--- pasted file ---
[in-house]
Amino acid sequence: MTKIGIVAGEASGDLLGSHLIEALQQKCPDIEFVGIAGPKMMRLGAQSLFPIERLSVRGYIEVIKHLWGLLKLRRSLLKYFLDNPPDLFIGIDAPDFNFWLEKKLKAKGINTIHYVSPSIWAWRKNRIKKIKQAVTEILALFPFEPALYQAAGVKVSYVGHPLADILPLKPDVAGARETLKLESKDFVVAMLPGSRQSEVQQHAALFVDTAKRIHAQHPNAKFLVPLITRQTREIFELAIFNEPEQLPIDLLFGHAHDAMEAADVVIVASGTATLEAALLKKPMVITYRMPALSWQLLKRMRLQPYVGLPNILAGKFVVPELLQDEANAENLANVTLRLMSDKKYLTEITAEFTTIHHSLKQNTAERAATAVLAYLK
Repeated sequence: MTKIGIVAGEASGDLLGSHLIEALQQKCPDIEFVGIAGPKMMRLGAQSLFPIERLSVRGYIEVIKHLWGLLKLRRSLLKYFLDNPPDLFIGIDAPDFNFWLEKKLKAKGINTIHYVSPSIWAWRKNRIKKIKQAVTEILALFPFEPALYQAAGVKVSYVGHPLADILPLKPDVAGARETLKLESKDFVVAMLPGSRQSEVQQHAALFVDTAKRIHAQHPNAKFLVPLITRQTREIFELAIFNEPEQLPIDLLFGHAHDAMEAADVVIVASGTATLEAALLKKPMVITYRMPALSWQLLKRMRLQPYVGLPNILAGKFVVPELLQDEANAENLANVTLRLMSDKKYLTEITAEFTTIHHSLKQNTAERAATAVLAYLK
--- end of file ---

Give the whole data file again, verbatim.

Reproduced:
[in-house]
Amino acid sequence: MTKIGIVAGEASGDLLGSHLIEALQQKCPDIEFVGIAGPKMMRLGAQSLFPIERLSVRGYIEVIKHLWGLLKLRRSLLKYFLDNPPDLFIGIDAPDFNFWLEKKLKAKGINTIHYVSPSIWAWRKNRIKKIKQAVTEILALFPFEPALYQAAGVKVSYVGHPLADILPLKPDVAGARETLKLESKDFVVAMLPGSRQSEVQQHAALFVDTAKRIHAQHPNAKFLVPLITRQTREIFELAIFNEPEQLPIDLLFGHAHDAMEAADVVIVASGTATLEAALLKKPMVITYRMPALSWQLLKRMRLQPYVGLPNILAGKFVVPELLQDEANAENLANVTLRLMSDKKYLTEITAEFTTIHHSLKQNTAERAATAVLAYLK
Repeated sequence: MTKIGIVAGEASGDLLGSHLIEALQQKCPDIEFVGIAGPKMMRLGAQSLFPIERLSVRGYIEVIKHLWGLLKLRRSLLKYFLDNPPDLFIGIDAPDFNFWLEKKLKAKGINTIHYVSPSIWAWRKNRIKKIKQAVTEILALFPFEPALYQAAGVKVSYVGHPLADILPLKPDVAGARETLKLESKDFVVAMLPGSRQSEVQQHAALFVDTAKRIHAQHPNAKFLVPLITRQTREIFELAIFNEPEQLPIDLLFGHAHDAMEAADVVIVASGTATLEAALLKKPMVITYRMPALSWQLLKRMRLQPYVGLPNILAGKFVVPELLQDEANAENLANVTLRLMSDKKYLTEITAEFTTIHHSLKQNTAERAATAVLAYLK